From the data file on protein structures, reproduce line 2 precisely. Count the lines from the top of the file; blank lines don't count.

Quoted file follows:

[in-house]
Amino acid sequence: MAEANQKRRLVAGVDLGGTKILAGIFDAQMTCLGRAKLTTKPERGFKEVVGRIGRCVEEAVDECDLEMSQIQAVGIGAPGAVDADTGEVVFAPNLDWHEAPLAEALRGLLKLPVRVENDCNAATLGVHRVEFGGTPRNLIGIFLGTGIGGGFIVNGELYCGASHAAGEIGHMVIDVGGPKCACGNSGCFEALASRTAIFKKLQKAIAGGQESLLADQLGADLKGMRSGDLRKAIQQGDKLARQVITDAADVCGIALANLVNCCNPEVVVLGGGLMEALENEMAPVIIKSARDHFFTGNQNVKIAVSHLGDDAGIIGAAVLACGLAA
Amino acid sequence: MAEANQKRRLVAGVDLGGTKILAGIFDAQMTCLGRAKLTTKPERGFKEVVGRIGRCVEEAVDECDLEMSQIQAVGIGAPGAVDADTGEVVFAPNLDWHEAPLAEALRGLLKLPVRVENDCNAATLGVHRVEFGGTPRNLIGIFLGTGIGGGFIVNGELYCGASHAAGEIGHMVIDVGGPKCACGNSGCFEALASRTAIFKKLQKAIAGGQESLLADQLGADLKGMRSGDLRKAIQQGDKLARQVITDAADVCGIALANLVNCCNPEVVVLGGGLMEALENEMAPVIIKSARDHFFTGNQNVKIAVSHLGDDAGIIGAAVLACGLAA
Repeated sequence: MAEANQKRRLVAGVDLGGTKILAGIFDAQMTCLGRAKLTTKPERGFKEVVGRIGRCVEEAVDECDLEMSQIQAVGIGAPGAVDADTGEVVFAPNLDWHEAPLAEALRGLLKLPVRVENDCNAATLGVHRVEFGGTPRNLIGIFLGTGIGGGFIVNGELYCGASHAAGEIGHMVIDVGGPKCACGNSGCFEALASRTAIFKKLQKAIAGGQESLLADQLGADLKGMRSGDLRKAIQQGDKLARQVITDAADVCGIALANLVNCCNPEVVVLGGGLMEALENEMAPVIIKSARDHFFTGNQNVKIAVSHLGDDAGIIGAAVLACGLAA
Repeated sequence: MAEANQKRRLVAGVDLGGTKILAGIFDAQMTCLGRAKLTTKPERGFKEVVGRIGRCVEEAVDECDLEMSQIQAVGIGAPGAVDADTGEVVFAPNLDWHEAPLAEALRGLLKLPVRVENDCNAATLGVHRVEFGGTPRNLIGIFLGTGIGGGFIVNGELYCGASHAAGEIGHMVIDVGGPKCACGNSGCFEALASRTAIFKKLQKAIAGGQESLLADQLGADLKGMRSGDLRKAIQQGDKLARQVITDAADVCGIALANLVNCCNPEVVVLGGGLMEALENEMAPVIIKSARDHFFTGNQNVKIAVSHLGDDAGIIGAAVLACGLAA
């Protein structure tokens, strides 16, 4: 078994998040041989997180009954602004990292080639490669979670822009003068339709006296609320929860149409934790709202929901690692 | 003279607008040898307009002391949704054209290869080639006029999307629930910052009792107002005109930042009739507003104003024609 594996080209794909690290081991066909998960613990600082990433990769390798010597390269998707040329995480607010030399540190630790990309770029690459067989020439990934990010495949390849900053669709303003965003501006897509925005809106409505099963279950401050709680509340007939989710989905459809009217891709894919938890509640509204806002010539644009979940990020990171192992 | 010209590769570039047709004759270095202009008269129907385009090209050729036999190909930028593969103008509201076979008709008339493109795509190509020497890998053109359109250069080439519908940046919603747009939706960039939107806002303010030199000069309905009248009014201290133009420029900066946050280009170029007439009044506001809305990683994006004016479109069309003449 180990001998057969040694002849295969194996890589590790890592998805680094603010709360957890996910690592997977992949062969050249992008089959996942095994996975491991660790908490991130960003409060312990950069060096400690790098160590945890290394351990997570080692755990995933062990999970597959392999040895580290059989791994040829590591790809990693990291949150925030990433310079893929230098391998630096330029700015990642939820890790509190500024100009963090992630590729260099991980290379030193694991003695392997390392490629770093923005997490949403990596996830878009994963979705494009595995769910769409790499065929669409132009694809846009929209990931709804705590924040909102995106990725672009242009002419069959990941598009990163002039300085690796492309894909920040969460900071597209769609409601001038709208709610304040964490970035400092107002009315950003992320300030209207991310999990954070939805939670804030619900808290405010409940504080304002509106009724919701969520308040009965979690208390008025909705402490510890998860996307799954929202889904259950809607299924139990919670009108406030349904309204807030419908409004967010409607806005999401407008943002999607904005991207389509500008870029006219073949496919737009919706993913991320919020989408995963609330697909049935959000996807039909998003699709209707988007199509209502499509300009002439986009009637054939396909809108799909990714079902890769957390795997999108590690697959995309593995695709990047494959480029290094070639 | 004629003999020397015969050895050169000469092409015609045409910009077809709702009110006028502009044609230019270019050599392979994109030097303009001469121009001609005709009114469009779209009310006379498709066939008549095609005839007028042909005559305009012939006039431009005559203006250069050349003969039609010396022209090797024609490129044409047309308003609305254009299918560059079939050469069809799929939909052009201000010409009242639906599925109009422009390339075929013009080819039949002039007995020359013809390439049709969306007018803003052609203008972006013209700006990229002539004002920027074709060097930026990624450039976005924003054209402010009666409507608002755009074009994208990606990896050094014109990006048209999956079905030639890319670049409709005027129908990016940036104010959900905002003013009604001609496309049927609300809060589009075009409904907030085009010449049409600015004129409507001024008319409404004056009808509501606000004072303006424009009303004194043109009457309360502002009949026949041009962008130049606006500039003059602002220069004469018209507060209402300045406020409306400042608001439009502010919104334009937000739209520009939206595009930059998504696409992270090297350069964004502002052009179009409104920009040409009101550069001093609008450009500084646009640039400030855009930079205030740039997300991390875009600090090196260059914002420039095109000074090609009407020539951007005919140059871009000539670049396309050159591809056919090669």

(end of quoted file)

Amino acid sequence: MAEANQKRRLVAGVDLGGTKILAGIFDAQMTCLGRAKLTTKPERGFKEVVGRIGRCVEEAVDECDLEMSQIQAVGIGAPGAVDADTGEVVFAPNLDWHEAPLAEALRGLLKLPVRVENDCNAATLGVHRVEFGGTPRNLIGIFLGTGIGGGFIVNGELYCGASHAAGEIGHMVIDVGGPKCACGNSGCFEALASRTAIFKKLQKAIAGGQESLLADQLGADLKGMRSGDLRKAIQQGDKLARQVITDAADVCGIALANLVNCCNPEVVVLGGGLMEALENEMAPVIIKSARDHFFTGNQNVKIAVSHLGDDAGIIGAAVLACGLAA